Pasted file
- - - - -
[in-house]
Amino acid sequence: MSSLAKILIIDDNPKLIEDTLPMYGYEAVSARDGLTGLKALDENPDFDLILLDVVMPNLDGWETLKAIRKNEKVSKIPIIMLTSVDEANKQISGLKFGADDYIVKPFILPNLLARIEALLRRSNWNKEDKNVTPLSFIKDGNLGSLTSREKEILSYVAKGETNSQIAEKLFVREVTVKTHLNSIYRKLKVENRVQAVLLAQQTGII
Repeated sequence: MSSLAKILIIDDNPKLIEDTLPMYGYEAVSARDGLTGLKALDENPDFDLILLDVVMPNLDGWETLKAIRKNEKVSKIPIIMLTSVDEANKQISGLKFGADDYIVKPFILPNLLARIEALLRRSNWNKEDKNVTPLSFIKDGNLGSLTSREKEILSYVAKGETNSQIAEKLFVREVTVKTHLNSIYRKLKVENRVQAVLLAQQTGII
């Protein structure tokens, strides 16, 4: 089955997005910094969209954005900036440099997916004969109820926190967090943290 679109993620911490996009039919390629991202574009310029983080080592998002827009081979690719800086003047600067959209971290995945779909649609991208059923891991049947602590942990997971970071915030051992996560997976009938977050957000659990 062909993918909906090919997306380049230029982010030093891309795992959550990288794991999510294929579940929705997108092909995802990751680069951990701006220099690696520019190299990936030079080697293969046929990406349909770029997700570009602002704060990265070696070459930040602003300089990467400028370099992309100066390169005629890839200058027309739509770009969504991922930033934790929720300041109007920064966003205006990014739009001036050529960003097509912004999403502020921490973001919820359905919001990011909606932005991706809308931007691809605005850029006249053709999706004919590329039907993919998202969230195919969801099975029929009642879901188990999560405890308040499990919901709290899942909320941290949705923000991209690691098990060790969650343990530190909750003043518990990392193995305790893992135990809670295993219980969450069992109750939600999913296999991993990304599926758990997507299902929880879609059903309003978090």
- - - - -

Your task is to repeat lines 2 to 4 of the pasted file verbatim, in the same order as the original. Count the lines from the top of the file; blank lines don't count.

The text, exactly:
Amino acid sequence: MSSLAKILIIDDNPKLIEDTLPMYGYEAVSARDGLTGLKALDENPDFDLILLDVVMPNLDGWETLKAIRKNEKVSKIPIIMLTSVDEANKQISGLKFGADDYIVKPFILPNLLARIEALLRRSNWNKEDKNVTPLSFIKDGNLGSLTSREKEILSYVAKGETNSQIAEKLFVREVTVKTHLNSIYRKLKVENRVQAVLLAQQTGII
Repeated sequence: MSSLAKILIIDDNPKLIEDTLPMYGYEAVSARDGLTGLKALDENPDFDLILLDVVMPNLDGWETLKAIRKNEKVSKIPIIMLTSVDEANKQISGLKFGADDYIVKPFILPNLLARIEALLRRSNWNKEDKNVTPLSFIKDGNLGSLTSREKEILSYVAKGETNSQIAEKLFVREVTVKTHLNSIYRKLKVENRVQAVLLAQQTGII
């Protein structure tokens, strides 16, 4: 089955997005910094969209954005900036440099997916004969109820926190967090943290 679109993620911490996009039919390629991202574009310029983080080592998002827009081979690719800086003047600067959209971290995945779909649609991208059923891991049947602590942990997971970071915030051992996560997976009938977050957000659990 062909993918909906090919997306380049230029982010030093891309795992959550990288794991999510294929579940929705997108092909995802990751680069951990701006220099690696520019190299990936030079080697293969046929990406349909770029997700570009602002704060990265070696070459930040602003300089990467400028370099992309100066390169005629890839200058027309739509770009969504991922930033934790929720300041109007920064966003205006990014739009001036050529960003097509912004999403502020921490973001919820359905919001990011909606932005991706809308931007691809605005850029006249053709999706004919590329039907993919998202969230195919969801099975029929009642879901188990999560405890308040499990919901709290899942909320941290949705923000991209690691098990060790969650343990530190909750003043518990990392193995305790893992135990809670295993219980969450069992109750939600999913296999991993990304599926758990997507299902929880879609059903309003978090």